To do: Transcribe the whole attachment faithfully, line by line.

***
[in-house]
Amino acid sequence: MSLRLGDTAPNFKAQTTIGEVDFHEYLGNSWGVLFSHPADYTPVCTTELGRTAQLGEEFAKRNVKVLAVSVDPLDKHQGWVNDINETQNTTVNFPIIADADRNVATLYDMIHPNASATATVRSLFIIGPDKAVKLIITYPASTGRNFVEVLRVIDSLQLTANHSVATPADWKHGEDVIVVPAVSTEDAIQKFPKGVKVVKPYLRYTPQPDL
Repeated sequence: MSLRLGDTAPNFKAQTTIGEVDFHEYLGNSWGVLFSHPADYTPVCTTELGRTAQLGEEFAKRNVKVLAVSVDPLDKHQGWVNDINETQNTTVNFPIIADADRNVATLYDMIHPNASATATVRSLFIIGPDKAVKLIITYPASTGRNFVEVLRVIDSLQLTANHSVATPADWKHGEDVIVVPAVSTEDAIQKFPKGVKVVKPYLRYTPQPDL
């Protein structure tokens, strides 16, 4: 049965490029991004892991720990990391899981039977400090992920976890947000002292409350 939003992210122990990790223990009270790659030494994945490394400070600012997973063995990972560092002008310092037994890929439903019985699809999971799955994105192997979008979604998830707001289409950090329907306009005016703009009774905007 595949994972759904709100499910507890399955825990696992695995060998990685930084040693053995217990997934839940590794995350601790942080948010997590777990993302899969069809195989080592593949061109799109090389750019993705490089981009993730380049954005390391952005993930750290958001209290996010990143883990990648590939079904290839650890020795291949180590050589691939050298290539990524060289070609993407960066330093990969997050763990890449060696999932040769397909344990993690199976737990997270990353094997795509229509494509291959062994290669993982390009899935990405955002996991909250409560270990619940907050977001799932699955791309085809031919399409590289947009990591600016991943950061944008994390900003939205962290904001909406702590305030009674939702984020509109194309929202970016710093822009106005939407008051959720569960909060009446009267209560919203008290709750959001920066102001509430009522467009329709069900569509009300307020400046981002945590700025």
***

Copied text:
[in-house]
Amino acid sequence: MSLRLGDTAPNFKAQTTIGEVDFHEYLGNSWGVLFSHPADYTPVCTTELGRTAQLGEEFAKRNVKVLAVSVDPLDKHQGWVNDINETQNTTVNFPIIADADRNVATLYDMIHPNASATATVRSLFIIGPDKAVKLIITYPASTGRNFVEVLRVIDSLQLTANHSVATPADWKHGEDVIVVPAVSTEDAIQKFPKGVKVVKPYLRYTPQPDL
Repeated sequence: MSLRLGDTAPNFKAQTTIGEVDFHEYLGNSWGVLFSHPADYTPVCTTELGRTAQLGEEFAKRNVKVLAVSVDPLDKHQGWVNDINETQNTTVNFPIIADADRNVATLYDMIHPNASATATVRSLFIIGPDKAVKLIITYPASTGRNFVEVLRVIDSLQLTANHSVATPADWKHGEDVIVVPAVSTEDAIQKFPKGVKVVKPYLRYTPQPDL
């Protein structure tokens, strides 16, 4: 049965490029991004892991720990990391899981039977400090992920976890947000002292409350 939003992210122990990790223990009270790659030494994945490394400070600012997973063995990972560092002008310092037994890929439903019985699809999971799955994105192997979008979604998830707001289409950090329907306009005016703009009774905007 595949994972759904709100499910507890399955825990696992695995060998990685930084040693053995217990997934839940590794995350601790942080948010997590777990993302899969069809195989080592593949061109799109090389750019993705490089981009993730380049954005390391952005993930750290958001209290996010990143883990990648590939079904290839650890020795291949180590050589691939050298290539990524060289070609993407960066330093990969997050763990890449060696999932040769397909344990993690199976737990997270990353094997795509229509494509291959062994290669993982390009899935990405955002996991909250409560270990619940907050977001799932699955791309085809031919399409590289947009990591600016991943950061944008994390900003939205962290904001909406702590305030009674939702984020509109194309929202970016710093822009106005939407008051959720569960909060009446009267209560919203008290709750959001920066102001509430009522467009329709069900569509009300307020400046981002945590700025």